“Can it be the end of nuclear power? It could be,” said Andrew DeWit, a professor at Rikkyo University in Tokyo who studies energy policy. “That’s one reason why people are fighting it to the death.”
Japan managed to get through the summer last year without any blackouts by imposing curbs on use in the immediate aftermath of the earthquake and tsunami. Factories operated at night and during weekends to avoid putting too much stress on the country’s power grids. A similar success this year would weaken the argument of proponents of nuclear power.
“They don’t have the polls on their side,” said DeWit. “Once they go through the summer without reactors, how will they fire them up? They know that, so they will try their darndest but I don’t see how.”
The Guardian points out both the economic and potential environmental costs of the plants remaining offline:
Over the past 14 months, dozens of nuclear reactors not directly affected by the tsunami have gone offline to undergo regular maintenance and safety checks, while utilities have turned to coal, oil and gas-fired power plants to keep industry and households supplied with electricity – imports that contribute to Japan’s first trade deficit for more than 30 years last year.
Japan, already the world’s biggest importer of liquefied natural gas, bought record amounts of LNG last year to replace nuclear. The international energy agency estimates the closure of all nuclear plants will increase Japanese demand for oil to 4.5m barrels a day, at an additional cost of about US$100m a day.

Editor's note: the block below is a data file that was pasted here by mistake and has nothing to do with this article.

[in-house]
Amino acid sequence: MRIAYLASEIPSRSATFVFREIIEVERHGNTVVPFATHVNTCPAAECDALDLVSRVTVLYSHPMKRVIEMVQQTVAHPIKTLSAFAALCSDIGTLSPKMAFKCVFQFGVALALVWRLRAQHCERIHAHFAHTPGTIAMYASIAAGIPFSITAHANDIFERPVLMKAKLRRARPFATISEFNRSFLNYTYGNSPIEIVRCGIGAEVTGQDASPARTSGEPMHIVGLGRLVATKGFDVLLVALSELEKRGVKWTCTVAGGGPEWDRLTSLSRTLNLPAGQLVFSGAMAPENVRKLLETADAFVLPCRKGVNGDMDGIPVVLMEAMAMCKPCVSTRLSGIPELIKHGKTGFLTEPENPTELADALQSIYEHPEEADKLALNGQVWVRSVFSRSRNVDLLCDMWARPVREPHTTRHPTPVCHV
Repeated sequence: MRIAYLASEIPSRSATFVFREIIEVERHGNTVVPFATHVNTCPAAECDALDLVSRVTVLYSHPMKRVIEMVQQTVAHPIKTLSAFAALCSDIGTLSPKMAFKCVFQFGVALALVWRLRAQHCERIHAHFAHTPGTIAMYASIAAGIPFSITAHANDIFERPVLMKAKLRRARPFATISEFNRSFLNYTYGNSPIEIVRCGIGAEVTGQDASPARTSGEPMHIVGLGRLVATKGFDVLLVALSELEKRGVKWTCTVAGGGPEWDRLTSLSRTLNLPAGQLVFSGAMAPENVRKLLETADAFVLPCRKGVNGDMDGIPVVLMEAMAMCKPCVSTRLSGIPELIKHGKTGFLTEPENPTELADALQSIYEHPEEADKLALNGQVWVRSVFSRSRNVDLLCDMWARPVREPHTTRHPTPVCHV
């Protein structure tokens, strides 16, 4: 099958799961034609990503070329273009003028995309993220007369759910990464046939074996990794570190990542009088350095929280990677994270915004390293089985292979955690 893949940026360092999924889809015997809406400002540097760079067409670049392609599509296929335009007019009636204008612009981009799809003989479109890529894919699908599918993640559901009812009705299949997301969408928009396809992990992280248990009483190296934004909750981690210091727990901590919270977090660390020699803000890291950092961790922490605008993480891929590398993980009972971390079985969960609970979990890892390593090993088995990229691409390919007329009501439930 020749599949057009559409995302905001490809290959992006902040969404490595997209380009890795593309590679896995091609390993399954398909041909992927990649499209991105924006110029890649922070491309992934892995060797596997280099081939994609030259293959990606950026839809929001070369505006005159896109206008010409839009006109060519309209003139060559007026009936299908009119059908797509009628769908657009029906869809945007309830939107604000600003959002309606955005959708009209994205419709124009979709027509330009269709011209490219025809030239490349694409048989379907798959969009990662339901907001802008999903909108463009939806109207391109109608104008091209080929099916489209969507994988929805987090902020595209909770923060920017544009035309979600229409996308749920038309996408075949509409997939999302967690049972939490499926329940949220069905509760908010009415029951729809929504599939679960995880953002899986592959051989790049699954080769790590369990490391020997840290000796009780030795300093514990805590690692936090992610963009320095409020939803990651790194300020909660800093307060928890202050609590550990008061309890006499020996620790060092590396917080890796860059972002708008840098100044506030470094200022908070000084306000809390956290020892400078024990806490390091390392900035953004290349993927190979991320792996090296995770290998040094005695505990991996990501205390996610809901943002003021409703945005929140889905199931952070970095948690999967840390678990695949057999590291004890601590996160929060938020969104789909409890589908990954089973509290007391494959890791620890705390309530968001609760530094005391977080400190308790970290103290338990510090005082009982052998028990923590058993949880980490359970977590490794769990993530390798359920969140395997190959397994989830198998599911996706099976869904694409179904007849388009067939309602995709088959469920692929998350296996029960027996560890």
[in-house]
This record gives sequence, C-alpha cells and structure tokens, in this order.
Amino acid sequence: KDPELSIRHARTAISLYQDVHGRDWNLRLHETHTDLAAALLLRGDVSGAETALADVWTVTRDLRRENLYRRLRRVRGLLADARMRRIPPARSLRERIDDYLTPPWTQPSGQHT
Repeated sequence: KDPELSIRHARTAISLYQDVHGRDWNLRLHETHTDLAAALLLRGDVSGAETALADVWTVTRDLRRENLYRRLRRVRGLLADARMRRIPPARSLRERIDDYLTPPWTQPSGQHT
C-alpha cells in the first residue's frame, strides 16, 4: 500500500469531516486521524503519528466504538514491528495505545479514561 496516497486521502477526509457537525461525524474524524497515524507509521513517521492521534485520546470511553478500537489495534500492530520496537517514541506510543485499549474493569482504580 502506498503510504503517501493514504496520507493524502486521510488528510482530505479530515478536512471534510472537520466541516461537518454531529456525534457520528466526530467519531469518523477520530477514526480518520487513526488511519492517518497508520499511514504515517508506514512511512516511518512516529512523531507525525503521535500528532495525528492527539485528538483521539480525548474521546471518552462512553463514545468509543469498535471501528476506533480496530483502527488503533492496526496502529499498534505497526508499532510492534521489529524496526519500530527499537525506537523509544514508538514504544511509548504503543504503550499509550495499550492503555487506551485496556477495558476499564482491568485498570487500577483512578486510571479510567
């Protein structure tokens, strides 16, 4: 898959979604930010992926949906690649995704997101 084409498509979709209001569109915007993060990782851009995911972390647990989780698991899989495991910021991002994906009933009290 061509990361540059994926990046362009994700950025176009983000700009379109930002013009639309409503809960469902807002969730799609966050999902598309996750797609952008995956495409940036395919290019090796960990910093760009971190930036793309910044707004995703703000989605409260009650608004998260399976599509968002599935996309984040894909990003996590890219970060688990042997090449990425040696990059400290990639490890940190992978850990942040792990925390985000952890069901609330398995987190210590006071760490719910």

Critics of the nuclear shutdown have also highlighted the impact more fossil fuel power generation will have on Japan’s climate change commitments. Even big investors in renewables, such as the Softbank chief executive Masayoshi Son, concede it will take time for them to have any real impact on the country’s energy mix.
They will be buoyed by a new environment ministry panel’s assertion that Japan can still reduce its greenhouse gas emissions by 25% by 2030 from 1990 levels without nuclear, through energy saving and the quicker adoption of renewables, which it hopes will account for between 25% and 35% of total power generation by 2030.
Will Japan be able to avoid large blackouts when summer demand reaches it peak? If so, look for the nuclear advocates to fail in their attempts to bring the power plants back online. However, if power generation falls so far short of demand that citizens are left without air conditioning and businesses have to cut back on production of goods (and presumably lay off workers) nuclear power advocates feel they will have a stronger argument to make for bringing the nuclear plants back online. Surely, none of the players involved would game the system to get the outcome they want. After all, the US showed, with Enron, that electricity markets are pure free markets incapable of being manipulated.
I don’t know how much excess capacity the system in Japan had before the earthquake, but my understanding of the electricity grid in the US is that it operates very close to the edge, so loss of a third of generating capacity in a year would be expected to be catastrophic. Unless the Japanese situation is dramatically different from the one here, that would mean that massive outages in Japan this summer likely would be due to actual shortfalls in capacity. Nevertheless, I want the warning about gaming the system to be out for consideration if outages hit.